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Atresia ani in dogs
Large animal practitioners see this congenital anomaly sometimes in piglets. In dogs, atresia ani is very rare. This interesting retrospective study gives interesting informations concerning this problem in dogs. Did you know that females are overrepresented and that especially toy poodles and Boston terriers belong to the breeds at risk?

Congenital anomalies of the rectum and anus are rare in dogs. The most frequently reported anomaly is atresia ani.

Four types of atresia ani have been reported, including congenital anal stenosis (Type I); imperforate anus alone (Type II) or combined with more cranial termination of the rectum as a blind pouch (Type III); and discontinuity of the proximal rectum with normal anal and terminal rectal development (Type IV).

An increased incidence was found in females and in several breeds, including miniature or toy poodles and Boston terriers.

Surgical repair is the treatment of choice, but postoperative complications can occur, including fecal incontinence and colonic atony secondary to prolonged preoperative distension.



Source: Maria L. Vianna, Karen M. Tobias (2005): Atresia Ani in the Dog: A Retrospective Study. In: Journal of the American Animal Hospital Association 41:317-322 (2005)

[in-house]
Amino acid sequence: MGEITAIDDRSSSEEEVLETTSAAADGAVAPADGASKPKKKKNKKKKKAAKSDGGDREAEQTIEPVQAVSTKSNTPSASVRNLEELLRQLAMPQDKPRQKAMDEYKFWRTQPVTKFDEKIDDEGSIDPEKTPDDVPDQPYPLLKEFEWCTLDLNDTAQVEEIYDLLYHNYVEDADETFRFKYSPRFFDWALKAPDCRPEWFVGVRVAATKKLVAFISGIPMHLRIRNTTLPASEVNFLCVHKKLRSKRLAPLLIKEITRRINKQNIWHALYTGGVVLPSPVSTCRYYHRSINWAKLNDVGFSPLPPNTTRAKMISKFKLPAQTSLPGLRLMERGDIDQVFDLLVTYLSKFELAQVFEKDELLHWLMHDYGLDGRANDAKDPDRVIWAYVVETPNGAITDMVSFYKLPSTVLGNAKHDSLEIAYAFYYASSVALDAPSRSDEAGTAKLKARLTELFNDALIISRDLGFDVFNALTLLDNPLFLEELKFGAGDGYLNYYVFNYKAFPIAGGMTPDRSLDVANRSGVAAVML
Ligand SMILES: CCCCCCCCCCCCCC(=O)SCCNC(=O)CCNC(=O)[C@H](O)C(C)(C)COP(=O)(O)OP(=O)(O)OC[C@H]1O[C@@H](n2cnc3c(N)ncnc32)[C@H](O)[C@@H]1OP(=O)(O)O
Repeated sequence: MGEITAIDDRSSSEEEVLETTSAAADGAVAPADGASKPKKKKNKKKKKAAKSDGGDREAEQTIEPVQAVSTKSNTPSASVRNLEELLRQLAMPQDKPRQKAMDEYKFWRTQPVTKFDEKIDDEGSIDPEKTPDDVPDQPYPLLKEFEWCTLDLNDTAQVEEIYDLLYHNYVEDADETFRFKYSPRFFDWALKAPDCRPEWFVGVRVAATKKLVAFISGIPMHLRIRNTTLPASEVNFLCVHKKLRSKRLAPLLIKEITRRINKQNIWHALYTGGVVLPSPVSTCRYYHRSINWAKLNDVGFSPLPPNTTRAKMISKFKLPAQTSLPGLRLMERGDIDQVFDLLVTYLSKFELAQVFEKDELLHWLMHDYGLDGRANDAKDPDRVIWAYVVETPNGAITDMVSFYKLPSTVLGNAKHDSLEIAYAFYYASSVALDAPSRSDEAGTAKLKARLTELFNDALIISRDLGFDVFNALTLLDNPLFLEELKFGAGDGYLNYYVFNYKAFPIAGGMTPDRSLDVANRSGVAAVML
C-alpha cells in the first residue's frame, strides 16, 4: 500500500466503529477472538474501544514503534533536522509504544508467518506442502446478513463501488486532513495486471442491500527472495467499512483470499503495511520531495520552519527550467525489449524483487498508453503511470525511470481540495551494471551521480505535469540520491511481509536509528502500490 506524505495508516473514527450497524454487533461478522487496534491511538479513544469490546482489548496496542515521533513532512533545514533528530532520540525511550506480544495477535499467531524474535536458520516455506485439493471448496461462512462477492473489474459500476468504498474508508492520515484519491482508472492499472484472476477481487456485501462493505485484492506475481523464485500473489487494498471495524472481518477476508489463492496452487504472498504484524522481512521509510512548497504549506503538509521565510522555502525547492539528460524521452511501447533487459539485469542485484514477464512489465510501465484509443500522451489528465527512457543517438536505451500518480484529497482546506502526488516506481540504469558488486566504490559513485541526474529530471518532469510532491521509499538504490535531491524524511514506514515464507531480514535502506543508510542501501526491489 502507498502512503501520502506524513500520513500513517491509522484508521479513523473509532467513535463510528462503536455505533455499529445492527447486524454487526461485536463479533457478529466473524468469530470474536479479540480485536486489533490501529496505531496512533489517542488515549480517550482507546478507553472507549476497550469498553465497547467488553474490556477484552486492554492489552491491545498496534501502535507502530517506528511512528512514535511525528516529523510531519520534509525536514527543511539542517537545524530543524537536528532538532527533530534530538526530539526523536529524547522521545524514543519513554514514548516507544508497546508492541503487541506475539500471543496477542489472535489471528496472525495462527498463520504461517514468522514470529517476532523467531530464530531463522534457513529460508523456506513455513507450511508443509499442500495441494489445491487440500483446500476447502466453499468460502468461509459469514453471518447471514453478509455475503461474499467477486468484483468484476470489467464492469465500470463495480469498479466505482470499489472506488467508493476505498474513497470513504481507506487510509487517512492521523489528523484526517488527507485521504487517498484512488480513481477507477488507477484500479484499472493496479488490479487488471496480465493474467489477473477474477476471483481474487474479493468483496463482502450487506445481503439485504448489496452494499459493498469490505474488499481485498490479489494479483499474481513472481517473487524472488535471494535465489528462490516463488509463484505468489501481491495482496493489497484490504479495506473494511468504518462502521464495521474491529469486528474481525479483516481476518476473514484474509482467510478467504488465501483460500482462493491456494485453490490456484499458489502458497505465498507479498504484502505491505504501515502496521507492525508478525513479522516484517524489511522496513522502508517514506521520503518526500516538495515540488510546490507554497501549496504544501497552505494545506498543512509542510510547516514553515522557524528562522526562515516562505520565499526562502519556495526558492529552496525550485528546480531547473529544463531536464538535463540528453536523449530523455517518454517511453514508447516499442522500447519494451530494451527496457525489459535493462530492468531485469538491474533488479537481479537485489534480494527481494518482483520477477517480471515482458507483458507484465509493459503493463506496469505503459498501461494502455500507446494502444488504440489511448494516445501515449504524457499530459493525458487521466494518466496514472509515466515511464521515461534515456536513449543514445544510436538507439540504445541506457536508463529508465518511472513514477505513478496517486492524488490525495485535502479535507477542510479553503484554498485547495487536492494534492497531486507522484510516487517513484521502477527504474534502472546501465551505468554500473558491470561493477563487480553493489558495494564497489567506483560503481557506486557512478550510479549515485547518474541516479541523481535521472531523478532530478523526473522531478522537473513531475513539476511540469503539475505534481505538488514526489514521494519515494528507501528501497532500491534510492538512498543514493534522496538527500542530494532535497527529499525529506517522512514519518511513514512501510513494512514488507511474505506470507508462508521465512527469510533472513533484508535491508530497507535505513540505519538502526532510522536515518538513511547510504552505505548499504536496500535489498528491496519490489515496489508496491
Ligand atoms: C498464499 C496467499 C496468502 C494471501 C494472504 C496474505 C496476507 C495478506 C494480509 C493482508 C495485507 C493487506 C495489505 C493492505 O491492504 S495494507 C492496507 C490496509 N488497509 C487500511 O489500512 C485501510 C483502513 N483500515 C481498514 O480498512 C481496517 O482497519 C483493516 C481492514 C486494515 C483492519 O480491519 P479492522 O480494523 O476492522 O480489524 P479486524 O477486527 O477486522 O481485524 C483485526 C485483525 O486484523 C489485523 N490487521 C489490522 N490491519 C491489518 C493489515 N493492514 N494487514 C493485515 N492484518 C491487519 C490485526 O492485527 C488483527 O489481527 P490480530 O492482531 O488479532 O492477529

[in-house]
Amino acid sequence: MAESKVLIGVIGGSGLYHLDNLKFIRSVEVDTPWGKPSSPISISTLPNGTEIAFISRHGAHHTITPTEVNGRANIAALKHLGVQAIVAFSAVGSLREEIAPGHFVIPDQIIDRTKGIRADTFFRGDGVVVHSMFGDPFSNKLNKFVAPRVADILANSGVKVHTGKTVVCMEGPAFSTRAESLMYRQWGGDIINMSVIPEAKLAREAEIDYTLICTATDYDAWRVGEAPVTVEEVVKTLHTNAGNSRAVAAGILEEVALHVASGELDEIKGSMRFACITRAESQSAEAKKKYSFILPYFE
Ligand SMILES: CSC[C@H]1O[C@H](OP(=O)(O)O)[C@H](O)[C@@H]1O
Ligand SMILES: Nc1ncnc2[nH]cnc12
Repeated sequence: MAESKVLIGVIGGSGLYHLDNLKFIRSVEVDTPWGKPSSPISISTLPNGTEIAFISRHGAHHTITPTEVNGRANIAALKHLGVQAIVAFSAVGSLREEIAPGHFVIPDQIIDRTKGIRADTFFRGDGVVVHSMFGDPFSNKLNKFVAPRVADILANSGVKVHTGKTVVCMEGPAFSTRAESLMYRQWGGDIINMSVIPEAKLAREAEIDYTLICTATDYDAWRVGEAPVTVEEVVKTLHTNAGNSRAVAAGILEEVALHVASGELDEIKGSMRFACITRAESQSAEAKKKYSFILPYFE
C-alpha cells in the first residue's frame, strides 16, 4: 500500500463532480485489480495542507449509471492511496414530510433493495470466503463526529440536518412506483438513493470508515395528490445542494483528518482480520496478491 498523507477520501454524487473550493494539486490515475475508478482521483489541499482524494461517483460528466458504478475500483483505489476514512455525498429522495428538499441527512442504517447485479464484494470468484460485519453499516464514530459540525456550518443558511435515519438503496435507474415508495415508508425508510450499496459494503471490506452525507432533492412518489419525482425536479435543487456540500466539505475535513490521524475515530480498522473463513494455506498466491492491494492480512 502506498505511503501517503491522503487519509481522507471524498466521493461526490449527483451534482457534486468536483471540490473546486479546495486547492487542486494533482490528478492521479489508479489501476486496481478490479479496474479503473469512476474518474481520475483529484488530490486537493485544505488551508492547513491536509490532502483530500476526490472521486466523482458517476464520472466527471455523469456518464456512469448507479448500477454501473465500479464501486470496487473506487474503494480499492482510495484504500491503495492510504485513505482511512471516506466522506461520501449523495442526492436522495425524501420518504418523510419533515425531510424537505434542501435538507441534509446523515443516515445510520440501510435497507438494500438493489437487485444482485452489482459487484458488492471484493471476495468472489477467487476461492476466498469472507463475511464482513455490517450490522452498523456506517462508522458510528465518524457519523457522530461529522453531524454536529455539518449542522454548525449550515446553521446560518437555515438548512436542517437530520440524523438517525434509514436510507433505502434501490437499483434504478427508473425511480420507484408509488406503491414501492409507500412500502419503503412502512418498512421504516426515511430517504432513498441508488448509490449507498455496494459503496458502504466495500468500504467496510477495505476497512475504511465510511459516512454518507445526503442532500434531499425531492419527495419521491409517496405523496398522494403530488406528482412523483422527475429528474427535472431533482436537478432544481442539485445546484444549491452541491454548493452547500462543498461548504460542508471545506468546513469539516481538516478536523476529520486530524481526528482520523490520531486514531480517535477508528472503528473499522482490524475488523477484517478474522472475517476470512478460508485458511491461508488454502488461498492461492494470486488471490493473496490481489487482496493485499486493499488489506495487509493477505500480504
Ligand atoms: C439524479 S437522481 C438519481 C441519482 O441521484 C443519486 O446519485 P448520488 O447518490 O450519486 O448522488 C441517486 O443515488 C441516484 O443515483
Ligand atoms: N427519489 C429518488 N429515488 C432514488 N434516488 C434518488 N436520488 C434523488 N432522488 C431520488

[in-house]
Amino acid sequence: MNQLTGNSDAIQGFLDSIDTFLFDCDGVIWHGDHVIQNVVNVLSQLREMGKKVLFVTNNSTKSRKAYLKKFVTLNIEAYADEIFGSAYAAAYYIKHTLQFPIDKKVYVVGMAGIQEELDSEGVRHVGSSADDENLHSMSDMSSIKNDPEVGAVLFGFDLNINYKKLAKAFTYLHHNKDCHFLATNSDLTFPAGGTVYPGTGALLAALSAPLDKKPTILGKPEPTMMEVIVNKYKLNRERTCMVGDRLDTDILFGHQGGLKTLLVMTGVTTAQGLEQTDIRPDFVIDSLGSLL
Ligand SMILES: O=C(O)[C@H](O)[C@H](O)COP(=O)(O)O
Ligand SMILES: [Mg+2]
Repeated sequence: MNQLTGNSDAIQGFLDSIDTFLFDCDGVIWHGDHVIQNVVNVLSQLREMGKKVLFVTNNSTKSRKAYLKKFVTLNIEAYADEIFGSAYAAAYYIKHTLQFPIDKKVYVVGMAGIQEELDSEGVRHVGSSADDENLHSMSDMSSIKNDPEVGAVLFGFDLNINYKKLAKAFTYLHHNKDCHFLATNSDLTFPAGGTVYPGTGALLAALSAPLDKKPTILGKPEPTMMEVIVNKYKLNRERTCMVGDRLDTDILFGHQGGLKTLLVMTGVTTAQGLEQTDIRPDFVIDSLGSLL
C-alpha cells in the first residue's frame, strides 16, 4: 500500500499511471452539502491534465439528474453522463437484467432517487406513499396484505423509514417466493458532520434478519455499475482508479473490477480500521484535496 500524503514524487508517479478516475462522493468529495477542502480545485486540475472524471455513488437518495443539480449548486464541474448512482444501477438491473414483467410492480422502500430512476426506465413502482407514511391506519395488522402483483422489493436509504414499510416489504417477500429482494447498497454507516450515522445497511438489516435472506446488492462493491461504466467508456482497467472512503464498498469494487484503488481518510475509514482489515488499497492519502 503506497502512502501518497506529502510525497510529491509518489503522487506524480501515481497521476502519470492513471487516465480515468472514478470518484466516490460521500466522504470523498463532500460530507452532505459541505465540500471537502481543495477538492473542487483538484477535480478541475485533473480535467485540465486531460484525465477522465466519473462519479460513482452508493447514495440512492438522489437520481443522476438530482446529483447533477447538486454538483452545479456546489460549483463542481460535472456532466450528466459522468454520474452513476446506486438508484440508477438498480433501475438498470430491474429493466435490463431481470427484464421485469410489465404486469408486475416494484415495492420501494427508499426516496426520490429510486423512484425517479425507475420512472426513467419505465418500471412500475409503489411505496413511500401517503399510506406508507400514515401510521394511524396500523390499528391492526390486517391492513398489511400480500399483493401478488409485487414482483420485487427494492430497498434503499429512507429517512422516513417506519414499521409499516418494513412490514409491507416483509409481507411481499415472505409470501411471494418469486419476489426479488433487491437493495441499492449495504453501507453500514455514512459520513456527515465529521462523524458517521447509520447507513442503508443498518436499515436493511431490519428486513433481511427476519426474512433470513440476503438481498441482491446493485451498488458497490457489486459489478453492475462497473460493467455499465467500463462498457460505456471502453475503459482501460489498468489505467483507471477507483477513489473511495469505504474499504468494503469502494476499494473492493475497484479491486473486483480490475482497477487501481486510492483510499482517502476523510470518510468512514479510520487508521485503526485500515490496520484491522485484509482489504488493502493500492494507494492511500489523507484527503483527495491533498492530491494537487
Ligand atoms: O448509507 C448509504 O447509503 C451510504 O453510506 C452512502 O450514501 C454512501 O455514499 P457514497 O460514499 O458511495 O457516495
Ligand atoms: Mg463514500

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SMALL ANIMAL PRACTICE

Electroretinography as a prognostic indicator after retinal reattachment surgery
Retinal detachment is one of the ophthalmological emergencies, and even if the diagnosis is made early and a reattachment surgery is performed immediately many dogs do not regain postoperative vision. This 18‐month prospective study recorded signalment, duration, cause, and extent of retinal detachment and pre‐operative vision status. Rod and mixed rod‐cone ERG responses were recorded prior to RRS. Referring veterinary ophthalmologists assessed vision 2 months postoperatively to determine whether pre‐operative electroretinography (ERG) predicts postoperative vision in dogs undergoing retinal reattachment surgery (RRS).

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